Hail To The Chief: Prepare For A Shock!!

Posted on: 9:42 am, April 8, 2013, by , updated on: 11:12am, April 8, 2013

James Zahara Weather Blog

Last Saturday night, when I saw that first flash of lightning my eyes were glued to the window for the next half hour. Spring had sprung!  And what better place to be then indoors especially when severe thunderstorms are present.  Personally, any cloud that can create lighting is severe.  Lightning is unpredictable.  Did you know that we have nothing today that can tell us where a lightning bolt is going to strike? True!  Did you know that on rare occasions we’ve been struck with a smaller form of lightning?  Thats true, too!  Have you ever touched a metal door handle in a dry room? If so, then you know that you can get shocked! Well, guess what? Lightning works the same way. Professor ‘Z’ is here to show you an experiment where you can make that same spark the safe way. Here are the items you’ll need:

Aluminum pie pan
Small piece of wool fabric
Styrofoam plate
Pencil with a new eraser
Flat thumbtack

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Push the thumbtack through the center of the aluminum pie pan from the bottom. Push the eraser end of the pencil into the thumbtack. Put the styrofoam plate upside-down on a table. Rub the underneath of the plate quickly with the wool fabric for a solid minute. Immediately, pick up the aluminum pie pan using the pencil as a handle and place it on top of the upside-down styrofoam plate that you were just rubbing with the wool. Touch the edge of the aluminum pie pan with your finger.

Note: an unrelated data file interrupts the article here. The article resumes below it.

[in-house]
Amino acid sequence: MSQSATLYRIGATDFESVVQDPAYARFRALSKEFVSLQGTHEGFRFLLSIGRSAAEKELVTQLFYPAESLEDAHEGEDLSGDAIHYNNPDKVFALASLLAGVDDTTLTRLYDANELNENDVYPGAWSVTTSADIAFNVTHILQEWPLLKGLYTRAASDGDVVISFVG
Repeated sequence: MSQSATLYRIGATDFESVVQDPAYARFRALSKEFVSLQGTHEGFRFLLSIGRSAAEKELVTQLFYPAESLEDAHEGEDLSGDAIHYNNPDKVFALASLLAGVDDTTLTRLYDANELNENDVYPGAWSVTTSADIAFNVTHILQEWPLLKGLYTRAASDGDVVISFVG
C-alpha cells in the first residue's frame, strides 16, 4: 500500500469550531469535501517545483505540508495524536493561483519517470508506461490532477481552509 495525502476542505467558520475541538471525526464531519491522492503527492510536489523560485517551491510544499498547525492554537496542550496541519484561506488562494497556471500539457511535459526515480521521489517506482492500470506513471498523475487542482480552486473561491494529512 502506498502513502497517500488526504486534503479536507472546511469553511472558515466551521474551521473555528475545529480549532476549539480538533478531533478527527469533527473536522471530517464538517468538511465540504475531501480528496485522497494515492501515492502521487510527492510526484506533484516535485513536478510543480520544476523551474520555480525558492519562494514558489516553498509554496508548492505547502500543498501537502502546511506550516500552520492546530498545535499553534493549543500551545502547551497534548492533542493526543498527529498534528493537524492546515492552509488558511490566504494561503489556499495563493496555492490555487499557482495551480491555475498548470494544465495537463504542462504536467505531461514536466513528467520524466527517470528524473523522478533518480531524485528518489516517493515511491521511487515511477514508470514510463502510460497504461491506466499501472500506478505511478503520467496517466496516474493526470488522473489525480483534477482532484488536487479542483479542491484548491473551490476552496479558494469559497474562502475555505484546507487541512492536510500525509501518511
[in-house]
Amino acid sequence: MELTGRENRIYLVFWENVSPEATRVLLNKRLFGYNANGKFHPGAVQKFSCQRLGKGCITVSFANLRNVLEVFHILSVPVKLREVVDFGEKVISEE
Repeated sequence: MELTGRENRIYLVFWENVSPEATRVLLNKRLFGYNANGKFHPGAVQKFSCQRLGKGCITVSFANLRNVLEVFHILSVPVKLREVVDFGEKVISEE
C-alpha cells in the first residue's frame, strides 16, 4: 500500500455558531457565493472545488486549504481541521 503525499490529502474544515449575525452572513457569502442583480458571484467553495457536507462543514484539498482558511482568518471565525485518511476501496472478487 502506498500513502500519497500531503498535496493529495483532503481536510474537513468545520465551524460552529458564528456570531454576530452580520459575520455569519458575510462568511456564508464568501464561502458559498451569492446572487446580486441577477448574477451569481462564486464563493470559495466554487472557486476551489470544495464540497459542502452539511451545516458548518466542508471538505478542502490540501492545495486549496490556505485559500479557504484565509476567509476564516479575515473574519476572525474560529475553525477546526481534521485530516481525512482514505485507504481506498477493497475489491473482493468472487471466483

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Did you feel a shock? If you don’t feel anything, try rubbing the styrofoam plate again. Like most experiments, getting it the first time is a bonus. Once you feel the shock, try the experiment by turning the lights off. You should be able to see the spark this time!!

Lightning is simply that, a giant spark. Why does lightning happen? It happens when the negative charges, which are called electrons, in the bottom of a cloud or in this experiment your finger, are attracted to the positive charges, which are called protons. This would be the ground or any high profile object like a tree or a building.

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In this experiment it would be the aluminum pie pan. The spark from this experiment would be a mini lightning bolt.

Here’s a bonus experiment! When there’s lightning, there’s thunder. Thunder is created when the air surrounding the lightning bolt is heated but more importantly expands at the rapid rate. So fast, it breaks the sound barrier. Its the same way when blowing a paper lunch bag. Ah yes, we’ve all done this before. After you blow it up, pop it! The popping noise acts the same way as thunder.

Hmmm. Now what am I going to use to carry my lunch in?